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Pairing mental health professionals with officers in Baltimore PD

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Baltimore PD

By Brett Gillin

In their quest to make the police force more efficient, the Baltimore Police Department is proposing a new way of helping to deescalate certain situations. The idea: To form 18 two-person teams, consisting of one police officer and one mental health professional, to help respond to any emergency calls in which there is a level of mental illness or instability suspected. Baltimore Police Commissioner Anthony W. Batts is proposing the plan, which is he hopes to have in place next year.

“Having an officer and a clinician in a car, that’s a big thing,” Commissioner Batts told Baltimore’s House delegation last week, according to this article in the Baltimore Sun. Batts’ plan is to help transform the Baltimore Police Department into a more progressive one. He wants the department to step up their efforts to address social, economic, and health issues that are behind crime while they are fighting it.

The idea of pairing mental health professionals with police officers is not a totally new one. In one of Batts’ former jobs, as Chief of the Long Beach California Police Department, he was able to observe the effectiveness of such a plan. The Long Beach Police Department has had a Mental Health Evaluation Team in place for over 12 years.

Batts wants his 18 teams to be split evenly among the city’s nine police districts, with half of them working the day shift and the other half covering the night shift. These teams would be dispatched when police are dealing with the homeless, people who are suspected of being suicidal, and those who are thought to have mental health issues at the time of the complaint.

The proposal is getting support from state Sen. Shirley Nathan-Pulliam, who has officially introduced a bill that would put the plan into place by June 1, 2016. Sen. Nathan-Pulliam’s plan does not spell out how the department will fund the initiative, however.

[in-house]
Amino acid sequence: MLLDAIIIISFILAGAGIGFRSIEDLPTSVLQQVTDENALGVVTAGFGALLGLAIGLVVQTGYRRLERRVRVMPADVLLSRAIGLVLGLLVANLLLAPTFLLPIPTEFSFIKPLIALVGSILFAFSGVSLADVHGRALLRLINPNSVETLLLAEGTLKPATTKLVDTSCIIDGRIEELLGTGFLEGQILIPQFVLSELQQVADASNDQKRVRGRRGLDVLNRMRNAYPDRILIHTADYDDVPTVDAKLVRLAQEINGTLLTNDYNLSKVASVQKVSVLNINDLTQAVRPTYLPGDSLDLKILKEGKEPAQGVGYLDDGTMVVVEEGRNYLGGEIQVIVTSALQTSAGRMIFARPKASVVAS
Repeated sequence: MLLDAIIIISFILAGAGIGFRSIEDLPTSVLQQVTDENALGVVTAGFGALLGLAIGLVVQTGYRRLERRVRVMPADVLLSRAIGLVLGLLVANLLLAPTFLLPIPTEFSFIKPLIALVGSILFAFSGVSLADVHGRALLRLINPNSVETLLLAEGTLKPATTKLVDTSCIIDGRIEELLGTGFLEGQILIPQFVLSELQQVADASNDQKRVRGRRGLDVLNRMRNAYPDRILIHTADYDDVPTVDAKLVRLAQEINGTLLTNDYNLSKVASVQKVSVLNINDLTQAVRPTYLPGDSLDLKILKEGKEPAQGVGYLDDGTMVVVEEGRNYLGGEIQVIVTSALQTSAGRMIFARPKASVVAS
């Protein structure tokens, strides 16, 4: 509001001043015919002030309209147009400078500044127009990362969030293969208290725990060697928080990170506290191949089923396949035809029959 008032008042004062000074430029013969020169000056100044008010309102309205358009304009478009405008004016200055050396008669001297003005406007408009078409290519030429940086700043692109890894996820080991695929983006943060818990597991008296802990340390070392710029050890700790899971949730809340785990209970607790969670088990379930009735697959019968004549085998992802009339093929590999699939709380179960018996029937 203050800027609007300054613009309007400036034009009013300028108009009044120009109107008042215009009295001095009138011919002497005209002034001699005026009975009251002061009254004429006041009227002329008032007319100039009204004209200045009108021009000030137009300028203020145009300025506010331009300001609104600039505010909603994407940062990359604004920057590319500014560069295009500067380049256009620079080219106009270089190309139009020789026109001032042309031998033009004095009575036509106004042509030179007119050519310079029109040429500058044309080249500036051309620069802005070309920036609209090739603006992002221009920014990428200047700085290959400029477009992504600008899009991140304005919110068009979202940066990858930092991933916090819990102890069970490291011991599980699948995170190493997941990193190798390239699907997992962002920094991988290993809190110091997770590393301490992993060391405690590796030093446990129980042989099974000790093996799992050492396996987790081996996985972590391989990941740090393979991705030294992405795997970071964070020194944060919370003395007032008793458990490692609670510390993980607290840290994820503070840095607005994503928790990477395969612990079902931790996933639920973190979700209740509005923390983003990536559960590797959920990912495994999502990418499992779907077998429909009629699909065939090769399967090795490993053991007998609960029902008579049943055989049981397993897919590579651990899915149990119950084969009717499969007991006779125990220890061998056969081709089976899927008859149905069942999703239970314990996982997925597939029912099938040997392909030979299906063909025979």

The Baltimore Sun article points out that the initiative might actually pay for itself, at least in part, if you take into account the amount of money that the Baltimore Police Department has spent combatting allegations of excessive use of force. According to an investigation by The Baltimore Sun, the department has shelled out about $5.7 million in judgments and settlements of misconduct cases in the last four years alone. To help stop this trend, Batts has also requested that the U.S. Justice Department review the Baltimore PD’s policies and practices.

After meeting with President Obama’s task force to address police-community relations, Batts also made several other statements on what he feels would continue to improve how police departments interact with their communities. In addition to his pairing of mental health professionals with police officers, Batts would like to see officers go to schools to teach students about the law and law enforcement. Batts feels this would help officers play a bigger role in mentoring young people and improve the way the department is seen throughout the community.

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